I thank the Members who spoke in favour of the Bill. I also thank Members from the opposite side of the House who made positive comments. This Bill is a matter of life and death and I regret the Government side does not accept it. For a former Attorney General and a serving Minister in Cabinet to be so ill-prepared, to engage in a futile frolic in the words of his colleagues and to pose hypothetical questions without dealing with the substantive question demonstrates a lack of understanding of and empathy with the substantive issue in this Bill. I am amazed so many Government patsies followed the same line as the Minister.
The Minister's pronouncements on what is right or wrong are not always correct. As Deputy Catherine Murphy stated, he tabled some 200 amendments to the Criminal Justice Bill. This does not indicate he is competent in the field in which he purports to be an expert.
The Minister focussed on a number of areas of the Bill, with which I will deal presently. There are three main areas of the legal concept of the good samaritan open to consideration: there is the legal duty of a citizen to assist someone in need, the compensation for loss or injury on the rights of a good samaritan, and the liability or risk assumed by a good samaritan. This Bill deals with the last one of these but the Minister knowingly misrepresented the Bill. He focussed on section 2(c) which states a person: “is not liable for damages that result from his or her negligence in acting or failing to act while providing the services”.
Extrapolating from the phrase "failing to act", the Minister superimposed it on the scenario of someone driving by the scene of an accident and refusing to act and suggested such a person would be liable for compensation. He clearly took this out of context because the full context refers to "acting or failing to act while providing the services". I am surprised the Minister did that and that so many Fianna Fáil backbenchers followed him down that road. I am surprised The Irish Times and other media outlets take the Minister’s statements at face value and I suggest they analyse what he states in future.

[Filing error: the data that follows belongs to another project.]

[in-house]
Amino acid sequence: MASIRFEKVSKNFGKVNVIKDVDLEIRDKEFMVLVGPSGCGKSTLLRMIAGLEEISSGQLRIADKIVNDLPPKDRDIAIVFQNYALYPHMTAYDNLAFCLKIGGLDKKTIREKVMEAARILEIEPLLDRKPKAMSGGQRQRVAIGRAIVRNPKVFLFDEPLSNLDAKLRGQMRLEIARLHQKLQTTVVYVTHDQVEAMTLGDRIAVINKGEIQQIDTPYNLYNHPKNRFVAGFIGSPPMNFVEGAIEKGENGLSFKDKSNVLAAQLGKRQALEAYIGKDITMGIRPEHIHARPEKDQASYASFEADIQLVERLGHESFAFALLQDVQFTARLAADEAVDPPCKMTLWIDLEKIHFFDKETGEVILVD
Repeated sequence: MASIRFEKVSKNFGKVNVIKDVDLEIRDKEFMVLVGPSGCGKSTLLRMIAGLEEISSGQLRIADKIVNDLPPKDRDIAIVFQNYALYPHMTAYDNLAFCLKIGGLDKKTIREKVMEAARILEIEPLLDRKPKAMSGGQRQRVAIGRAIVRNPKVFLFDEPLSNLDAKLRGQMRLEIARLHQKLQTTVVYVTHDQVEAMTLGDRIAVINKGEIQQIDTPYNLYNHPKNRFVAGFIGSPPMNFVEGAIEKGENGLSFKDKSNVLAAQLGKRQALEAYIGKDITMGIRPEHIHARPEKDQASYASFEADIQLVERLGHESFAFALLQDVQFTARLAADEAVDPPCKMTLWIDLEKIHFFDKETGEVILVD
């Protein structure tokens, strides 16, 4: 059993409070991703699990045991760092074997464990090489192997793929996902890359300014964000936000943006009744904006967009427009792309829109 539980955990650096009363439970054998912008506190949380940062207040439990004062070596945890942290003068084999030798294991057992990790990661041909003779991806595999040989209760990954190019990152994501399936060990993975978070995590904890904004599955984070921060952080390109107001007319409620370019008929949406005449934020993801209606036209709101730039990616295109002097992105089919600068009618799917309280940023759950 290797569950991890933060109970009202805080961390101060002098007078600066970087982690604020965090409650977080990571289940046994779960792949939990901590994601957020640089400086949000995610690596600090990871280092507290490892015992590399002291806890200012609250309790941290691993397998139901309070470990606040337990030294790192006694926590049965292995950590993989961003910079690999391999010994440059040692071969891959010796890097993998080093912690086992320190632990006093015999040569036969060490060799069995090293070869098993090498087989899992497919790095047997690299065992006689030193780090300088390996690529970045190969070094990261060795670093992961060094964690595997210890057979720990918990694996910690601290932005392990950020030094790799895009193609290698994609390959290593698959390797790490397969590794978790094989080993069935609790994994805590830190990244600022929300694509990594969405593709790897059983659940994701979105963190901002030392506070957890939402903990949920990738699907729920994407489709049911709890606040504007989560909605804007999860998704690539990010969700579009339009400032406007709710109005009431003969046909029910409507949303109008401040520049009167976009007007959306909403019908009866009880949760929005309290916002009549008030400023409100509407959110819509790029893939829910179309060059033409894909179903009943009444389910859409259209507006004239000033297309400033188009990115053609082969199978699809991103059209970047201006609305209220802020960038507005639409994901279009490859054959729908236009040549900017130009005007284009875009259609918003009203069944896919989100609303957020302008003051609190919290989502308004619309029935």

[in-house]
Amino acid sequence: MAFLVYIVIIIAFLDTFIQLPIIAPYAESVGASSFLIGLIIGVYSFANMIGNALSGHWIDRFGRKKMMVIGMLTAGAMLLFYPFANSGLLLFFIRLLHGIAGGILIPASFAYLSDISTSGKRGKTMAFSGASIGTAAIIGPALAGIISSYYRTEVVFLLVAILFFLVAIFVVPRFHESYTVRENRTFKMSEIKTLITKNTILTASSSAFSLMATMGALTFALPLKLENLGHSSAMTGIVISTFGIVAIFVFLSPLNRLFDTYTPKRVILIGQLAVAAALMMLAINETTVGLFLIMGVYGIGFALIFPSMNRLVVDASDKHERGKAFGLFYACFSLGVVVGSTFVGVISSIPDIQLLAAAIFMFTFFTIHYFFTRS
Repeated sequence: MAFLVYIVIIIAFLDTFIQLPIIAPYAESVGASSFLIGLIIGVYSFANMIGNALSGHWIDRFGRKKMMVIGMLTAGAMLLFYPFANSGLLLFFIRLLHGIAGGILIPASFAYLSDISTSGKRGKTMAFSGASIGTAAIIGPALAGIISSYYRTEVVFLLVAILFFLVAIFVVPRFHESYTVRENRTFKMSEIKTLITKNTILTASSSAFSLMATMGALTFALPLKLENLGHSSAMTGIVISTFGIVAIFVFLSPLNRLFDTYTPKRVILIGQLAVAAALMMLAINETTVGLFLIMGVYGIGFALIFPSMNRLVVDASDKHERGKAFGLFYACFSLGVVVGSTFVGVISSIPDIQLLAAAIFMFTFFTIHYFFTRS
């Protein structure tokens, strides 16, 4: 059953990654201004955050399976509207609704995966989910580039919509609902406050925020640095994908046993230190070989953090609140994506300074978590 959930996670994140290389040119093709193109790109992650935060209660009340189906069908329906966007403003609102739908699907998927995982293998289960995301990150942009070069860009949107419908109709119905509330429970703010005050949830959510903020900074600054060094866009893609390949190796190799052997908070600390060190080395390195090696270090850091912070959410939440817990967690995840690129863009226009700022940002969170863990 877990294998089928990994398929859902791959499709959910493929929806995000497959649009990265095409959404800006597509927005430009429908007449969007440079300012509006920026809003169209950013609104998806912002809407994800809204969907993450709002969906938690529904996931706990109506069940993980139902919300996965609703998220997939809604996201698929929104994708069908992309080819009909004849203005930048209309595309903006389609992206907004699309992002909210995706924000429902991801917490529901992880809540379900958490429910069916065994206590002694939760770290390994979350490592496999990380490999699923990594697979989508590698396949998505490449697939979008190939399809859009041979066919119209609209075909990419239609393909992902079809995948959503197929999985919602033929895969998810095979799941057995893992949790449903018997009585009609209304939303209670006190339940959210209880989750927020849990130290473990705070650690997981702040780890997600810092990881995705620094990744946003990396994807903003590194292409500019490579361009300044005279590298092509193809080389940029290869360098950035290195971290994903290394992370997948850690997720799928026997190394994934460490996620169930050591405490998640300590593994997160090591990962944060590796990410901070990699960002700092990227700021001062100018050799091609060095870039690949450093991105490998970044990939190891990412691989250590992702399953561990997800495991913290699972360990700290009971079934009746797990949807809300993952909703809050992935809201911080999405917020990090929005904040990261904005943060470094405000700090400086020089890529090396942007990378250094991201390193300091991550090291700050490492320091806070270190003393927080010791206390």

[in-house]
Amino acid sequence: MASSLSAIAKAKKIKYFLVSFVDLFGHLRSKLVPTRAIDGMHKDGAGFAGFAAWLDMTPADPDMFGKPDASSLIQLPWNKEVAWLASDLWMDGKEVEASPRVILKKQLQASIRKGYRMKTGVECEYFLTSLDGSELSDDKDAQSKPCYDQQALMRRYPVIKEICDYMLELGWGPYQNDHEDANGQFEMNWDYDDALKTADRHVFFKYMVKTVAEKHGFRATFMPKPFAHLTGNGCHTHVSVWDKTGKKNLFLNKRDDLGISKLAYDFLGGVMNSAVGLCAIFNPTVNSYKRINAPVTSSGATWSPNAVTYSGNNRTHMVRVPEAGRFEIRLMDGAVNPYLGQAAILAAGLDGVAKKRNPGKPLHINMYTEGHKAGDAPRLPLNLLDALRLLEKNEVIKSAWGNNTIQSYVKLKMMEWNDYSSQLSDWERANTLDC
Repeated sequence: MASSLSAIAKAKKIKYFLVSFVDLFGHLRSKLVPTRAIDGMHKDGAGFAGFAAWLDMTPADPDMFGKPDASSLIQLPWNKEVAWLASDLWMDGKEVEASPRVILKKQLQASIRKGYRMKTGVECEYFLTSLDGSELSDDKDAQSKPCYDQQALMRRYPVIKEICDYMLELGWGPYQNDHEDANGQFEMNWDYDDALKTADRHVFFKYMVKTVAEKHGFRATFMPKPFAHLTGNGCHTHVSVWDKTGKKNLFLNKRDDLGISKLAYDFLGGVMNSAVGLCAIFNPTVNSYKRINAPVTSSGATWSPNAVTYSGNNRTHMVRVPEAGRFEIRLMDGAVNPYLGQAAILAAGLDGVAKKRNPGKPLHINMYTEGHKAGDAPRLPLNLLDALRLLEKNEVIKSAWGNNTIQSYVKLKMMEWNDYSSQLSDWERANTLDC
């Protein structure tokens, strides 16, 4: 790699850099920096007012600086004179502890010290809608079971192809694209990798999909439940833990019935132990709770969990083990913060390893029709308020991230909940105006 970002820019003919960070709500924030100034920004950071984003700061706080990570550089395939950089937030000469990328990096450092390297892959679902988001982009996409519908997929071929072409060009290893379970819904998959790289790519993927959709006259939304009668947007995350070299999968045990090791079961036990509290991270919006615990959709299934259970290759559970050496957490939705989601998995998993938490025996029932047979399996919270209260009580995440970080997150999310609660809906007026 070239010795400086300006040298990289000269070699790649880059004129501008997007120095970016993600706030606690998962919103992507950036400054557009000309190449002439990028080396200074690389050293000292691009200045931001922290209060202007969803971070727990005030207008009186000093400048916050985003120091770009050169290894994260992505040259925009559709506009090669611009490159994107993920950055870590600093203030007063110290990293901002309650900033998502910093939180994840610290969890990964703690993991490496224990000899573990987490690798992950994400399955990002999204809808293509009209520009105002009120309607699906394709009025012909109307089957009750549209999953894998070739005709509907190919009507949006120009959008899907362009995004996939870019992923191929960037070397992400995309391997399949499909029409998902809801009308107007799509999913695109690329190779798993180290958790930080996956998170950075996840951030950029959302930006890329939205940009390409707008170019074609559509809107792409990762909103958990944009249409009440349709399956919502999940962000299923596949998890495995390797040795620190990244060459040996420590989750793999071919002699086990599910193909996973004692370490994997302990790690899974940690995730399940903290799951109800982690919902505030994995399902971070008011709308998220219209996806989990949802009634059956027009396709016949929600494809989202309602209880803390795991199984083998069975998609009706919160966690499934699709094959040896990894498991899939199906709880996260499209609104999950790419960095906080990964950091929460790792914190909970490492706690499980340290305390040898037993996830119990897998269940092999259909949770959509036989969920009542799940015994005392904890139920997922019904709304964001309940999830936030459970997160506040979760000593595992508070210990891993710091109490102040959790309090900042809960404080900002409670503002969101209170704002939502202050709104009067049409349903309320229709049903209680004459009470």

The Minister also referred to the differential level of liability between two doctors, or between a specialist and an ambulance driver, suggesting the specialist would know much more than the ambulance driver and that accordingly the legislation was unfair to the ambulance driver. This legislation does not deal with ambulance staff, whose duty of care is not diminished or increased, and whose protection is not increased or decreased. Rather, the legislation deals with the volunteer, whether it is a medical professional or a member of the public.
I referred to the Pamberton v. Dharmani case in the United States in 1994, which found that a physician in a hospital called in to assist during a procedure had less of a duty of care than the doctor dealing with the patient full-time. I also referred to the difference between the French and American systems. In France there is an obligation to intervene and I provided an example of this, stating that photographers at the fatal car crash of Princess Diana were investigated and questioned on their failure to act. I contrasted this with the Kitty Genovese case in America, where people stood by and did not act. I stated we had a long way to go before arriving at either system.
I know there is a need for this Bill because I interact with the community and I am involved in the first responder scheme. First responders are covered by clinical indemnity insurance and the Department of Health and Children. Encouraging targeted defibrillation in clubs and societies is hindered by the lack of legislation. The issue of insurance is raised consistently. I understand no case has been taken although Deputy Lynch referred to a case where gardaí in a patrol car intervened and one garda was sued but not found liable. I am not aware of this case and I must follow it up with Deputy Lynch.